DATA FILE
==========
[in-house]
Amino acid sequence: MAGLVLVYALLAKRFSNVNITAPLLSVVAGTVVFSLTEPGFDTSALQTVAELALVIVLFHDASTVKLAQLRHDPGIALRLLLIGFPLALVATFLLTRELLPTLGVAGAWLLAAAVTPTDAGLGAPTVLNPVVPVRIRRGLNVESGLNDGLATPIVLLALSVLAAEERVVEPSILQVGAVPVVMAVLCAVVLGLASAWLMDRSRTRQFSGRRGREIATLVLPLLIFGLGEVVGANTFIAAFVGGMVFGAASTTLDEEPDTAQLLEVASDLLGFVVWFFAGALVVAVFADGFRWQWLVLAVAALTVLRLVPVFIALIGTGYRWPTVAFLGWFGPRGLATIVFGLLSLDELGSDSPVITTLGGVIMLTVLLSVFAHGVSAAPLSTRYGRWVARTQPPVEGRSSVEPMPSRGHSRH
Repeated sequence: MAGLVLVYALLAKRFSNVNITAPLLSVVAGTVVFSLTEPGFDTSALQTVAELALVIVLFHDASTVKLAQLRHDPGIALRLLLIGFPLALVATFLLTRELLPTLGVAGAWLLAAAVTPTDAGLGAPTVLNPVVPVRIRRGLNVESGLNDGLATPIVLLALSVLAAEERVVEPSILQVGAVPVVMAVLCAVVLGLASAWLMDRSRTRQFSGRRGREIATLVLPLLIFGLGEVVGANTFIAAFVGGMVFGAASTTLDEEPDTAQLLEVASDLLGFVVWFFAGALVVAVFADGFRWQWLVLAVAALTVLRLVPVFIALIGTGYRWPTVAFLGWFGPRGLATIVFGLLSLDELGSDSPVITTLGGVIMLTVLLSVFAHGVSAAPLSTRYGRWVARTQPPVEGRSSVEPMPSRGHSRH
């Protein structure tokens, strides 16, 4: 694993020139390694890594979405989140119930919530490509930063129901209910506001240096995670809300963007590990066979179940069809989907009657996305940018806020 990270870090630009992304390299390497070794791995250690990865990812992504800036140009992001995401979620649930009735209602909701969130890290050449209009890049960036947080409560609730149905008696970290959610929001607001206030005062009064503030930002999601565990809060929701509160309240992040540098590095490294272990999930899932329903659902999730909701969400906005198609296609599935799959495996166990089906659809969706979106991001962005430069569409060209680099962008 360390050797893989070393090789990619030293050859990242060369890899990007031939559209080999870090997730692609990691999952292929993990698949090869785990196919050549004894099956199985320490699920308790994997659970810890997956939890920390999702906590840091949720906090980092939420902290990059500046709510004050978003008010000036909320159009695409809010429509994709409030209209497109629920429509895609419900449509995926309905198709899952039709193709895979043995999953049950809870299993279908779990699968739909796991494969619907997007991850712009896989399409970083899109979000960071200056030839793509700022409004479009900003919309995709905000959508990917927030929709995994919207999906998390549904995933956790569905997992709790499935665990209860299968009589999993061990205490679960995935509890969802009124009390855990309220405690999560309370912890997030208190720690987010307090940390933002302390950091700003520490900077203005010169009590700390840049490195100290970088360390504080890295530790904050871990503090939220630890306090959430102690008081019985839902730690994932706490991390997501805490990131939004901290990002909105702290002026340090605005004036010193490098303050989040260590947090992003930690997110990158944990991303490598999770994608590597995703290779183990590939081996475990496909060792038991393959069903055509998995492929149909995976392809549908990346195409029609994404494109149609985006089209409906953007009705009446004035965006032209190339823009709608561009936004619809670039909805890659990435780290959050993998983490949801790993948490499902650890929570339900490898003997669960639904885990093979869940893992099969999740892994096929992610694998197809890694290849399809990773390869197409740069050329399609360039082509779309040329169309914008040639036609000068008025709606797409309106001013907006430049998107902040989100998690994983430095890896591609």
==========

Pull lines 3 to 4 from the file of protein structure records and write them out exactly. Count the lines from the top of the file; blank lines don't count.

Repeated sequence: MAGLVLVYALLAKRFSNVNITAPLLSVVAGTVVFSLTEPGFDTSALQTVAELALVIVLFHDASTVKLAQLRHDPGIALRLLLIGFPLALVATFLLTRELLPTLGVAGAWLLAAAVTPTDAGLGAPTVLNPVVPVRIRRGLNVESGLNDGLATPIVLLALSVLAAEERVVEPSILQVGAVPVVMAVLCAVVLGLASAWLMDRSRTRQFSGRRGREIATLVLPLLIFGLGEVVGANTFIAAFVGGMVFGAASTTLDEEPDTAQLLEVASDLLGFVVWFFAGALVVAVFADGFRWQWLVLAVAALTVLRLVPVFIALIGTGYRWPTVAFLGWFGPRGLATIVFGLLSLDELGSDSPVITTLGGVIMLTVLLSVFAHGVSAAPLSTRYGRWVARTQPPVEGRSSVEPMPSRGHSRH
């Protein structure tokens, strides 16, 4: 694993020139390694890594979405989140119930919530490509930063129901209910506001240096995670809300963007590990066979179940069809989907009657996305940018806020 990270870090630009992304390299390497070794791995250690990865990812992504800036140009992001995401979620649930009735209602909701969130890290050449209009890049960036947080409560609730149905008696970290959610929001607001206030005062009064503030930002999601565990809060929701509160309240992040540098590095490294272990999930899932329903659902999730909701969400906005198609296609599935799959495996166990089906659809969706979106991001962005430069569409060209680099962008 360390050797893989070393090789990619030293050859990242060369890899990007031939559209080999870090997730692609990691999952292929993990698949090869785990196919050549004894099956199985320490699920308790994997659970810890997956939890920390999702906590840091949720906090980092939420902290990059500046709510004050978003008010000036909320159009695409809010429509994709409030209209497109629920429509895609419900449509995926309905198709899952039709193709895979043995999953049950809870299993279908779990699968739909796991494969619907997007991850712009896989399409970083899109979000960071200056030839793509700022409004479009900003919309995709905000959508990917927030929709995994919207999906998390549904995933956790569905997992709790499935665990209860299968009589999993061990205490679960995935509890969802009124009390855990309220405690999560309370912890997030208190720690987010307090940390933002302390950091700003520490900077203005010169009590700390840049490195100290970088360390504080890295530790904050871990503090939220630890306090959430102690008081019985839902730690994932706490991390997501805490990131939004901290990002909105702290002026340090605005004036010193490098303050989040260590947090992003930690997110990158944990991303490598999770994608590597995703290779183990590939081996475990496909060792038991393959069903055509998995492929149909995976392809549908990346195409029609994404494109149609985006089209409906953007009705009446004035965006032209190339823009709608561009936004619809670039909805890659990435780290959050993998983490949801790993948490499902650890929570339900490898003997669960639904885990093979869940893992099969999740892994096929992610694998197809890694290849399809990773390869197409740069050329399609360039082509779309040329169309914008040639036609000068008025709606797409309106001013907006430049998107902040989100998690994983430095890896591609």